However, if the daycare facility is of poor quality and your child does not receive a quick, warm, and appropriate response to their needs, they may experience difficulties bonding with their educator. They may also be more worried when you go away, because you are leaving them in an environment that is not secure to them. For more information, see our fact sheet: Lien d’attachement et la garderie (in French).

Why is attachment sometimes difficult?

Certain types of situations can make attachment a little more complicated (e.g., when a baby born prematurely or sick must spend a lot of time in hospital instead of being at home with their parents).

In such case, parents should take advantage of every moment they spend with their baby to develop a bond. For example, they can talk and sing lullabies to them even if they are in an incubator, as well as rock them and practise skin to skin contact whenever possible. These repeated actions make it possible to gradually build an attachment bond.

Attachment can also be difficult if the parents are not available to meet their baby’s needs. For example, depression or any other illness of a parent, grief, substance abuse, poverty, social isolation, domestic violence, or marital conflict can hinder the attachment bond. When a parent is not feeling well, it is very difficult for them to properly take care of their child and to make them feel safe.

Some parents who have experienced difficulties during their own childhood may also have difficulty meeting the needs of their baby in a way that fosters attachment. For example, a parent raised in a family in which their needs were ignored could have difficulty understanding the baby’s signals and meeting their needs. Consequently, they may neglect their child.

Effects of an insecure attachment

When a child is unsure that they can rely on their parents, they experience uncertainty and stress. They then develop what is referred to as an insecure attachment bond.

Insecure attachment manifests in different ways and can hinder the child’s development.

  • A child who hasn’t been able to form a healthy attachment bond may strive to always remain physically close to their parent and be afraid to be away from them. As a result, they are less interested in exploring their environment.
  • A child who has developed an insecure attachment could internalize their distress and rarely turn to their parent when experiencing difficulties. They avoid using their parent as a source of comfort, as if they have given up on the idea of having someone meet their needs. This is the case when the parent is less emotionally available to their child and has a tendency to ignore their requests. The child will prefer avoid asking for things, rather than risk being rejected.
  • In the absence of a secure attachment bond, a child may have difficulty to manage their emotions, cry often, and be very difficult to calm. They may also have difficulty connecting with others and experience more conflict with children of their age.
  • A child who has developed an insecure attachment bond has a higher likelihood of experiencing dissatisfaction later in their couple relationships, and even potential domestic violence. Relationships at work may also be a source of conflict.

Is it possible to rebuild an attachment bond?

Fortunately, when the situation improves, the child-parent attachment bond can be improved. This could be the case, for example, when a mother recovers from depression and can now better care for her baby. The younger the child, the easier it is for them to restore their trust in the adult.

Conversely, the older the child, the more time and effort it takes to reestablish the bond. That is why parents who are having difficulty caring for their child should immediately seek help from a loved one, a physician, or the CLSC. Various programs are available to help them. In some regions, there are even training courses to teach parents to better understand their child and meet their needs.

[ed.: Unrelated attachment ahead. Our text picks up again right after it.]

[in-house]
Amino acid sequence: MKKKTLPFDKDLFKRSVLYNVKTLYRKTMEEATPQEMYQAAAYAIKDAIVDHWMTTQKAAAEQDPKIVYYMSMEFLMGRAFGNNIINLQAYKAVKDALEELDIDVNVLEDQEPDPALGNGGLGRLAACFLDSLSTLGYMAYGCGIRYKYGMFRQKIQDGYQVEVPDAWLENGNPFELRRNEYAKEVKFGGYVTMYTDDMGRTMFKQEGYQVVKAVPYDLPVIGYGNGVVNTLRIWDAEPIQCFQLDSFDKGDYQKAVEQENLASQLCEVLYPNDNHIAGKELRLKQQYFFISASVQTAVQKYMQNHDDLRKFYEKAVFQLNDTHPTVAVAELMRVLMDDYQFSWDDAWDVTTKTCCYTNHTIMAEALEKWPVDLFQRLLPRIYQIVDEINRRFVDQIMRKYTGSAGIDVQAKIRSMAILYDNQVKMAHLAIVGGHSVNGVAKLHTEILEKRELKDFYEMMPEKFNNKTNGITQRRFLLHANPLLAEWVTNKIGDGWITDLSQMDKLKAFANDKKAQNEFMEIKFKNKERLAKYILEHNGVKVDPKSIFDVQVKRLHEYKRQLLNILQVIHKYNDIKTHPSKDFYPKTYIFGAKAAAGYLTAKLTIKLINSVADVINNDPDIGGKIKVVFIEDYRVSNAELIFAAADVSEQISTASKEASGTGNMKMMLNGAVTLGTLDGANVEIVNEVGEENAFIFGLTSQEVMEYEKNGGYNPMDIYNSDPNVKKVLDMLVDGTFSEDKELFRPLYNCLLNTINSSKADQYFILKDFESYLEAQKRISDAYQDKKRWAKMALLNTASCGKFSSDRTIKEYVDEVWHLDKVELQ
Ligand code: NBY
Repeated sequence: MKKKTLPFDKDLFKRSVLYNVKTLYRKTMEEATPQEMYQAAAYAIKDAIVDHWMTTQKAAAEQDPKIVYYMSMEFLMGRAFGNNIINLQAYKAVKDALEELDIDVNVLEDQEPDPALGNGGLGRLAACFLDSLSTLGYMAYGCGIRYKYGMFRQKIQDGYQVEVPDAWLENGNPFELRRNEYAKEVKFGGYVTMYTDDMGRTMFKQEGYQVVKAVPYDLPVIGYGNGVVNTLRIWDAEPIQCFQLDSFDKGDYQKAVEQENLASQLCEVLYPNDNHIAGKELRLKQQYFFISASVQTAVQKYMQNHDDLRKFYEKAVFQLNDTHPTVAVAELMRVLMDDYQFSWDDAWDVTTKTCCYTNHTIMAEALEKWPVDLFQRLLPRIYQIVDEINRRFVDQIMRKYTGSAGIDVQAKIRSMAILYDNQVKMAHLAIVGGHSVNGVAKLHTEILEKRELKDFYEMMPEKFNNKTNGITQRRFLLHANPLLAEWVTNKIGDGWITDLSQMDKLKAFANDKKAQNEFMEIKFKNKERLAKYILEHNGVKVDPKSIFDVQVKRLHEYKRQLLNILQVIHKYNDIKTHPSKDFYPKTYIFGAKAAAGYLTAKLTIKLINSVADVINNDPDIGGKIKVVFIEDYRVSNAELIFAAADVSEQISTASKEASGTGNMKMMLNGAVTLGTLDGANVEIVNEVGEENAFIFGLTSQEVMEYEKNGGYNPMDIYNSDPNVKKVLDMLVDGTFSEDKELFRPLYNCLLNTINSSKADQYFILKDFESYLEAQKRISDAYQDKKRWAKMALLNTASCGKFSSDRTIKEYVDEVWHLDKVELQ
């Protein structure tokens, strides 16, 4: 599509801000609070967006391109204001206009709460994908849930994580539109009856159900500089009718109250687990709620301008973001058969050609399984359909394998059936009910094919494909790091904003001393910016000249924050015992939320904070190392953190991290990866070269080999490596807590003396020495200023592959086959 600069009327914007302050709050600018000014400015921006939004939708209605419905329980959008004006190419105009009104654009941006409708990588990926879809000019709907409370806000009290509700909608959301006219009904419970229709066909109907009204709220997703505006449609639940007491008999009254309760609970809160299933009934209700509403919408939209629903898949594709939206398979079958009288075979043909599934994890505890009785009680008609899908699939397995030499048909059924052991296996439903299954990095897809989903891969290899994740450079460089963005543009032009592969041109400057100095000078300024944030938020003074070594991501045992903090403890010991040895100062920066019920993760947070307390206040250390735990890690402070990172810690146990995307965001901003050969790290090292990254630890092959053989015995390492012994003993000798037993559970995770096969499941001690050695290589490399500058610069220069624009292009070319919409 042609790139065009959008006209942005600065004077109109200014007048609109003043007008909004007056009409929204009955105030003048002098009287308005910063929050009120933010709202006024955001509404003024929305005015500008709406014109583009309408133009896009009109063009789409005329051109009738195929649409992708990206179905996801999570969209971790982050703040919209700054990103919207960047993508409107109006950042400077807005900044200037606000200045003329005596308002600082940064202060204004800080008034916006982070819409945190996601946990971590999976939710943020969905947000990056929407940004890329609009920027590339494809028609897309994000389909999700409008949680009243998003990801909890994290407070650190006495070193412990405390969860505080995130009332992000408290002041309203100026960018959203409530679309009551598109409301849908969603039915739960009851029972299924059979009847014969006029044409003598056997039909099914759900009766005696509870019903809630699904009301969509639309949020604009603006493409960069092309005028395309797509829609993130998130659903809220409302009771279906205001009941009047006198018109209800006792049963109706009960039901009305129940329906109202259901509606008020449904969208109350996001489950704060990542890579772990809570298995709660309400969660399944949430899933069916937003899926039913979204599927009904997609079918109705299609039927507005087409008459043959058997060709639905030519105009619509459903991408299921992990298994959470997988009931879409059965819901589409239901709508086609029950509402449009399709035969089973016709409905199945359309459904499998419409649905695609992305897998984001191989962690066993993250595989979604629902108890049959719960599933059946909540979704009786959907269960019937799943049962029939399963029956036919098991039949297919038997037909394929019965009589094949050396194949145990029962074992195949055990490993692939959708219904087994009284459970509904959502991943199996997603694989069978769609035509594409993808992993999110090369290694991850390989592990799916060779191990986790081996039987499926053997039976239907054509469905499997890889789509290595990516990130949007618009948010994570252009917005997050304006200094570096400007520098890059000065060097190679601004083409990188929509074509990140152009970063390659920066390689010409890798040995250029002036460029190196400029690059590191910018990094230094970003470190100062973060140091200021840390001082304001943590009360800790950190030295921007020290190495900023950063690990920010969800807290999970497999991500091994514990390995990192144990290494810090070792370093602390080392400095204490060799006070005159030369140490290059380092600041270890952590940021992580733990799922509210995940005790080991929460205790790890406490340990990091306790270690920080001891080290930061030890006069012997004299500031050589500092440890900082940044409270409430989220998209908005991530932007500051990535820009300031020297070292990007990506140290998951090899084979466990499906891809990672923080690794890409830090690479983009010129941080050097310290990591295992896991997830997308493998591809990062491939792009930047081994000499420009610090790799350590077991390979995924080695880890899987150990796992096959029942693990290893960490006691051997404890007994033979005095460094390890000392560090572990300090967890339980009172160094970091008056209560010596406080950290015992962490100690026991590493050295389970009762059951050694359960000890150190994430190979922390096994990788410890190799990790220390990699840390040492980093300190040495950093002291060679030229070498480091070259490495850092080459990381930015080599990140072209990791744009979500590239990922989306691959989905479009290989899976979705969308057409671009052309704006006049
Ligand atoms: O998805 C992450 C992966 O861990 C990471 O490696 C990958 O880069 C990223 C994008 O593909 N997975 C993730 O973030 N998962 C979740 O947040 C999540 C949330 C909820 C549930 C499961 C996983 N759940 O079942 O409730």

When should I ask for help?
If you feel unable to take care of your baby as a result of experiencing depression or any other reason, ask your partner or a family member for help. Consult your physician or contact your CLSC to find out about the services available in your area. Similarly, if you do not understand your baby’s needs despite your ability to care for them, consult your physician. Your toddler may have health problems.

To learn more about the attachment bond, consult our fact sheet: The importance of attachment

Things to keep in mind

  • The attachment bond is an emotional connection that a baby develops with their parents or the people who take care of them most often.
  • The attachment bond develops as you respond to your child’s needs quickly, consistently, and in a nurturing manner.
  • A good attachment bond allows a child to feel safe to explore their environment, reach out to others, and adapt to difficult situations.

 

Naître et grandir

Scientific review: Lory Zephyr, psychologist
Research and copywriting: The Naître et grandir team
Updated: October 2021

 

Photos: iStock.com/Kryu et GettyImages/Martina Bimbaum

 

Useful links and resources

Note: Hyperlinks to other sites are not updated on a continuous basis. Thus, some links may not work. In such case, use the search tools to find specific information.

  • ENCYCLOPEDIA ON EARLY CHILDHOOD DEVELOPMENT. Quelle est l’importance d’un lien sécurisé entre l’enfant et son parent?www.enfant-encyclopedie.com
  • GAUTHIER, Yvon et al. L’attachement, un départ pour la vie. Éditions du CHU Sainte-Justine, 2009, 144 pp.
  • LABORATOIRE D’ÉTUDES SUR LE DÉVELOPPEMENT DE L’ENFANT ET SA FAMILLE. https://chantal-cyr.uqam.ca
  • MACNAMARA, Deborah. Jouer, grandir et s’épanouir : le rôle de l’attachement dans le développement de l’enfant. Les Éditions au Carré, 2017, 309 pp.
  • SIEGEL, Daniel J. and Tina PAYNE BRYSON. L’attachement : comment créer ce lien qui donne confiance à votre enfant pour la vie? Guy Saint-Jean Éditeur, 2021, 336 pp.